It is rather rare for me to find myself waiting on sunrise. I don’t usually sleep long hours or sleep in late, but I am also not one of those people who get up at 5:00 in the morning each day and know their newspaper deliveryman by name. I have seen 5 a.m., dozens of times, but usually that had nothing to do with getting up early and everything to do with staying up way, way too late.
When you are camping out in your pickup, and it gets dark by late afternoon, there is not a whole lot of things to do in the evening other than go to sleep. And even without an alarm, eventually your body gets enough sleep and wakes up. Throw in the fact that my watch and body were still on Central time, though I was now one time zone farther west, and I found myself wide awake by 5 a.m. local time.
And the sun doesn’t rise until about 8.
So, I busied myself by reading the Bible some, writing and editing photos on my laptop, reading some more, writing some more, reading, writing, reading, and writing. I don’t generally like being that productive before sunrise, but there just wasn’t anything else to do, other than stare at the surrounding blackness. And, I refuse to let myself be bored. I learned as a kid that if the words “I’m bored” escaped my lips, I would soon find myself no longer bored, but rather quite busy with some chore I really didn’t want to do.
As dusky light started to outline the silhouettes of mountains to the east, I pulled out my camera and drove a couple of miles farther into the park. I wanted to get some shots of the scenery around as soon as it was light, and then take the pass around the southern end of the park to get to the more popular western side of Glacier.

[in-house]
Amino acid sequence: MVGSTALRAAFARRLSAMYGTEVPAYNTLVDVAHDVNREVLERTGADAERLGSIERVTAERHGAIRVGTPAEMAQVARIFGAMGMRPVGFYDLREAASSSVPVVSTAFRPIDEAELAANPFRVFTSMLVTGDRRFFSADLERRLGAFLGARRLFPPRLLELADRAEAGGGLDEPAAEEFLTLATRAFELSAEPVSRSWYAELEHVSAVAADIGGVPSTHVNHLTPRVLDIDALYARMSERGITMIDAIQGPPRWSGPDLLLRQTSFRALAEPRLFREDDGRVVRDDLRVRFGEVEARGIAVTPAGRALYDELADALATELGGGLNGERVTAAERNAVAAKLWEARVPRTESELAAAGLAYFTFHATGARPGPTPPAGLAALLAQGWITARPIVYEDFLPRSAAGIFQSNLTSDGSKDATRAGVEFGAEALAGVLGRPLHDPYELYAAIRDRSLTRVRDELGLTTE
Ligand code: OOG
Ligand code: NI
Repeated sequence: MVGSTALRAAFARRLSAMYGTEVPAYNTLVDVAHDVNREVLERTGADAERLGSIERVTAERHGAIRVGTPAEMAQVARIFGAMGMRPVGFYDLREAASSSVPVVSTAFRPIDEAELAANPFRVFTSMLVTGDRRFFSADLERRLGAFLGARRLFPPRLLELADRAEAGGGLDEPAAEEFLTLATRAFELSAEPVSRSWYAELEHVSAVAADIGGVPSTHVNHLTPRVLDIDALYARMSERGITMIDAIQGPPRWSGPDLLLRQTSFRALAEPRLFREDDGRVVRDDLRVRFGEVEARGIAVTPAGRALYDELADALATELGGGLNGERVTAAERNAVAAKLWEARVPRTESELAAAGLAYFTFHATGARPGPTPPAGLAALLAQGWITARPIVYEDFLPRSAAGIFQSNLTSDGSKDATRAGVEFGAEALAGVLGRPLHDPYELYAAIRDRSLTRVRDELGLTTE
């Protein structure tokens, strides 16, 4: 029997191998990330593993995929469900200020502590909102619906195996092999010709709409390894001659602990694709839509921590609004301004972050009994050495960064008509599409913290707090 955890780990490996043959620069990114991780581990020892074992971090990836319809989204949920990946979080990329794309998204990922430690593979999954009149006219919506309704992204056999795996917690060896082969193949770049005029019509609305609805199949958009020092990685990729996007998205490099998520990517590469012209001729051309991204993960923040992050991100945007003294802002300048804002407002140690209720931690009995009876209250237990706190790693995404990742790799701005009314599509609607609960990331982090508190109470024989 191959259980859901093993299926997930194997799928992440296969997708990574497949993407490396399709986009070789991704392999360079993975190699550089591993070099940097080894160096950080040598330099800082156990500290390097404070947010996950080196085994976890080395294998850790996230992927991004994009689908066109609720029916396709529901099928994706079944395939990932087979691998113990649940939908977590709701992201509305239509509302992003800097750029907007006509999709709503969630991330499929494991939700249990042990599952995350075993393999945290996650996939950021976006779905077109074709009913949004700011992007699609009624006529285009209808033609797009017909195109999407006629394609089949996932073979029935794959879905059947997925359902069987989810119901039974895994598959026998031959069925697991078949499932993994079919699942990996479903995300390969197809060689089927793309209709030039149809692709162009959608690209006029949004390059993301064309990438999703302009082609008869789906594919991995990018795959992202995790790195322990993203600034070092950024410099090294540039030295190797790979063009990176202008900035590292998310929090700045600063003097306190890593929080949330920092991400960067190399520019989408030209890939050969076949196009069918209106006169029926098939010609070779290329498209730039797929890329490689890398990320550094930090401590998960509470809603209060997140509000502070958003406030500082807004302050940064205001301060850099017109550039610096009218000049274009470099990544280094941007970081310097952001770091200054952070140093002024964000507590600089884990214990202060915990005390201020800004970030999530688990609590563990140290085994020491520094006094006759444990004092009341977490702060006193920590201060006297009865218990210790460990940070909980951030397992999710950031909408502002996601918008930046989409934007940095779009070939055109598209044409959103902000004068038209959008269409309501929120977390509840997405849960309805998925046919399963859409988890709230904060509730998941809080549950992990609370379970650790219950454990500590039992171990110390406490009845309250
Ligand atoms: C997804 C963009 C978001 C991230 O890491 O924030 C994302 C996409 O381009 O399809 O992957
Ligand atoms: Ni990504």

I hoped I might get to see a decent sunrise in the process. I had spent enough time waiting on it, after all.
I was not disappointed.
If every day at Glacier National Park makes its entrance the way it did that morning, it might be worth moving up there just to watch the sun rise. With the mountains running interference and the wind shuffling the clouds around with visible speed, I was treated to a constantly changingdisplay that almost would have been better captured by a video camera. And while the sun peeked over the mountains to the east, a few mountains to the west seemed to have spotlights turned on them, temporarily becoming the stars of the show while their neighbors stayed hidden in the shadows.
There was light, and it was good.
After filling and emptying my camera’s memory card, I headed back out to St. Mary to begin the long detour around the park and to the western entrance.
After crossing the continental divide, U.S. 2—the first of the even-numbered east-west highways—begins a seemingly endless descent, following a young river and an accompanying railroad track on their long trip to the Pacific coast. I never noticed that much of a climb to get to the top of the pass, which made it seem odd that I could then go so far down to reach the western side of the park.
As I reached the western side of the pass, though, it started snowing.